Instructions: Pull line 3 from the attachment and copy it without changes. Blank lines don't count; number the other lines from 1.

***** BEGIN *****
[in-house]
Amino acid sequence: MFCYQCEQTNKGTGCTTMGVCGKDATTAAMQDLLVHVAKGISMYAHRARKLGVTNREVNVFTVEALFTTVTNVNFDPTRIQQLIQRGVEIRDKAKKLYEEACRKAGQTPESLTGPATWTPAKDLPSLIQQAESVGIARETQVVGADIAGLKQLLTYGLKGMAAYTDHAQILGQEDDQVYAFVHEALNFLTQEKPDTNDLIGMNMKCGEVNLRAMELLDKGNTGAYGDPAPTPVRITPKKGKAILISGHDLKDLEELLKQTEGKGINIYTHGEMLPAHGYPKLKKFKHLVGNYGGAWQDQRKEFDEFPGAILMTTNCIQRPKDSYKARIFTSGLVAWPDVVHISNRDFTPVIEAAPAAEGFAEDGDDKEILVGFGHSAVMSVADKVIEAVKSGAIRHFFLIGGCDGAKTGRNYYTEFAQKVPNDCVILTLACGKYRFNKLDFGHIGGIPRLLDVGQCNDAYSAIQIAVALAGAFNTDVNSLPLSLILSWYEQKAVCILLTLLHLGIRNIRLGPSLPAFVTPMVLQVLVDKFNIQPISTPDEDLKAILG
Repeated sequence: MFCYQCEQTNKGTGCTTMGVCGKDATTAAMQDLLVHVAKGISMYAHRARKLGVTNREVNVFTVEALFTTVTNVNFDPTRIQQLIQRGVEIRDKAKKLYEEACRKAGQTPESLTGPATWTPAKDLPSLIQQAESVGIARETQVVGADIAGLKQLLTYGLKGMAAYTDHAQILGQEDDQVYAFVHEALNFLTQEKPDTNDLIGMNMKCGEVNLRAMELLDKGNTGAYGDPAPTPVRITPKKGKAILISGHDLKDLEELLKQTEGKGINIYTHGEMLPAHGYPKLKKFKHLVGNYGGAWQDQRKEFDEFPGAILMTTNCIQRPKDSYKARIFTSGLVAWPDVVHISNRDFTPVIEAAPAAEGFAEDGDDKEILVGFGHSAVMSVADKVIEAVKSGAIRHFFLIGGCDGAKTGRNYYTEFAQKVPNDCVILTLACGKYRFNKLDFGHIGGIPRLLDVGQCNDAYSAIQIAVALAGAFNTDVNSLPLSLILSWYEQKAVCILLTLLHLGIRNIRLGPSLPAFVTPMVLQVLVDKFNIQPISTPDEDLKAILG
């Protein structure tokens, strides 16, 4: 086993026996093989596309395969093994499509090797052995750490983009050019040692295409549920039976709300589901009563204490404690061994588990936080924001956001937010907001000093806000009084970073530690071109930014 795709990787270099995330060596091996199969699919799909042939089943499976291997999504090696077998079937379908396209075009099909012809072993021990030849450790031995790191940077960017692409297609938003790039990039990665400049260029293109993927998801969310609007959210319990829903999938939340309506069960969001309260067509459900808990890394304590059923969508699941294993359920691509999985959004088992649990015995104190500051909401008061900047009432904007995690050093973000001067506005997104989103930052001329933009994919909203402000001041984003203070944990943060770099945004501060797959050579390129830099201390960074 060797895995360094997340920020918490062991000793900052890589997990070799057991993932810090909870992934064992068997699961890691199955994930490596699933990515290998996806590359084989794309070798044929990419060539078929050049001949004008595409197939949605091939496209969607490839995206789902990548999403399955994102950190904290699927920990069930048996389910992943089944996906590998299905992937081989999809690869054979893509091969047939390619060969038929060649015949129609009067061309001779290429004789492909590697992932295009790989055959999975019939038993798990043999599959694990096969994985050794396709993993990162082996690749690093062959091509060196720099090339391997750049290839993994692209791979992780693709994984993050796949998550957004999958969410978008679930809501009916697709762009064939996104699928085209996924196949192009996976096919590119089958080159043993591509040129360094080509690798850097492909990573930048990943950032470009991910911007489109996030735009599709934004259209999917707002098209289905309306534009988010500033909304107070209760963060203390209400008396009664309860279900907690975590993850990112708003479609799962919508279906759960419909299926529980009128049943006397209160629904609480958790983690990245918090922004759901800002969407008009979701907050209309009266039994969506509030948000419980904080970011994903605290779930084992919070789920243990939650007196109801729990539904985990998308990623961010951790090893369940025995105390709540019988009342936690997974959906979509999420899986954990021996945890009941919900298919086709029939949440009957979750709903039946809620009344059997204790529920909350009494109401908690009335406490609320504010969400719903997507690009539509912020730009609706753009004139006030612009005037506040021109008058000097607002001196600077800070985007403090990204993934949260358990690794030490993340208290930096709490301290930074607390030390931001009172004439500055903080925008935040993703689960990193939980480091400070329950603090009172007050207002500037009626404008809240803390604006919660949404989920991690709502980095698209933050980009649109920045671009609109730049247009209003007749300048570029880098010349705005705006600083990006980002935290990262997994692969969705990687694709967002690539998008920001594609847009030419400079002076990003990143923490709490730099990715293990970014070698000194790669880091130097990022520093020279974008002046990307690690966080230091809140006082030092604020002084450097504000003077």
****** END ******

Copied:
Repeated sequence: MFCYQCEQTNKGTGCTTMGVCGKDATTAAMQDLLVHVAKGISMYAHRARKLGVTNREVNVFTVEALFTTVTNVNFDPTRIQQLIQRGVEIRDKAKKLYEEACRKAGQTPESLTGPATWTPAKDLPSLIQQAESVGIARETQVVGADIAGLKQLLTYGLKGMAAYTDHAQILGQEDDQVYAFVHEALNFLTQEKPDTNDLIGMNMKCGEVNLRAMELLDKGNTGAYGDPAPTPVRITPKKGKAILISGHDLKDLEELLKQTEGKGINIYTHGEMLPAHGYPKLKKFKHLVGNYGGAWQDQRKEFDEFPGAILMTTNCIQRPKDSYKARIFTSGLVAWPDVVHISNRDFTPVIEAAPAAEGFAEDGDDKEILVGFGHSAVMSVADKVIEAVKSGAIRHFFLIGGCDGAKTGRNYYTEFAQKVPNDCVILTLACGKYRFNKLDFGHIGGIPRLLDVGQCNDAYSAIQIAVALAGAFNTDVNSLPLSLILSWYEQKAVCILLTLLHLGIRNIRLGPSLPAFVTPMVLQVLVDKFNIQPISTPDEDLKAILG